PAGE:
The "very old" technology tried over the past week was a "smudge pit" created in a metal can in order to generate sufficient smoke to keep the mosquitoes and yellow flies at bay.  While labor-intensive, this technique has proved effective, though building a hot fire in the middle of the summertime conditions on site sometimes seems to counteract the benefits gained by the smoke.  Based on several days of experimentation by Dr. Worth, the operation of a smudge pit seems to depend on generating a hot enough fire using oak or other woods that build up a solid base of coals, and then periodically adding green or moist wood on top of the coals to generate the most smoke.  When the fire is burning hot, the smoke largely disappears, but when the smoke is best, there is a risk that the fire and coals will die out (plus the smoke is actually so copious that it can be hard to breathe).  The key seems to be in balancing the two forces (coal-generating hot fire and smoke-generating smoldering coals), and this may indeed explain why most in-ground smudge pits found archaeologically here at Mission Escambe seem to have been fed with corn cobs, which could easily soak up water and then smolder for a while on a bed of live coals inside a structure.  The fire was probably generated in the main hearth, and the smudge pit was used sparingly to generate just enough smoke to expel the bugs.

Closeup of the "smudge can" in operation.

View of the bug-scattering smoke wafting across the dig site.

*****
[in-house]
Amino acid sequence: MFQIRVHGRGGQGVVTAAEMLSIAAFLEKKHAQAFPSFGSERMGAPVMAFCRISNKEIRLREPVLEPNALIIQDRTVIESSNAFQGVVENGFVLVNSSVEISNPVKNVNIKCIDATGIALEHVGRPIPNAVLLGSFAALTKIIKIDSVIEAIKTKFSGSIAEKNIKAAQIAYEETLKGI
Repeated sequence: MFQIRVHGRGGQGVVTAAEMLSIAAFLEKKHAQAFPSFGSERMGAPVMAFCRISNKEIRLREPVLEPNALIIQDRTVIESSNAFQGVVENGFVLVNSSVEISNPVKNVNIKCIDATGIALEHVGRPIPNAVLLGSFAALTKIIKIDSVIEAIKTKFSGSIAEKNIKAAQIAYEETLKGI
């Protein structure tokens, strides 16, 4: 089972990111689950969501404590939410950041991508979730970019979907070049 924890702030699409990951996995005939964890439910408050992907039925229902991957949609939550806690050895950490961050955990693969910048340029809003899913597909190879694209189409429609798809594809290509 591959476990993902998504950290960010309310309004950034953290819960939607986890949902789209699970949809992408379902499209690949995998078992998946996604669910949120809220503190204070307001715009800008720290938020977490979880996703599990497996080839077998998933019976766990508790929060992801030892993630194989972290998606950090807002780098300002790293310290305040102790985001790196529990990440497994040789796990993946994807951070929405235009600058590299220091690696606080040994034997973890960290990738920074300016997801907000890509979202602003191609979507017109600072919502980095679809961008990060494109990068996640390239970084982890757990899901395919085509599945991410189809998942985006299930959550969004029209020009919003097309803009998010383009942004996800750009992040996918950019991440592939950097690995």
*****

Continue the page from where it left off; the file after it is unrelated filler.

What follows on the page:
During one of our rain days, the students from both the Colonial Frontiers and Arcadia UWF field schools traveled to First City Art Center in downtown Pensacola, where they were able to take part in a special demonstration and workshop on glassblowing arranged for the UWF group.  Students were even able to make their own colored glass globe ornaments for a modest price, learning some of the basics of the ancient art of glassblowing.  This was a great way for students and staff alike to get the experience of seeing and participating in the creation of glass objects not dissimilar from the hand blown glass bottles that we find fragments of routinely at Molino.  We are very grateful to the folks at First City Art Center for hosting the UWF group.

The 2015 Colonial Frontiers crew at First City Art Center.

Olivia heats the glass in the furnace while rotating it.

Melissa blows air into the glass bubble to create a globe.

Jillian carefully shapes the glass using a wooden block soaked in water.
Finally, on a happy side note, one of our current student supervisors, Kayla Rowe, got married this past weekend, and a number of members of our past and present Molino archaeology crews attended the Hawaiian-themed wedding (group picture below).  We wish Kayla and her husband all the best in her future happiness!

Molino attendees to Kayla Rowe's wedding; pictured are Chelsea Randall, John Worth, Michelle Pigott, Jen Knutson, Sabrina Cummings, Kayla Rowe, Kristin Parrish, Jillian Okray, Emily Dietrich, and Melissa Maynard.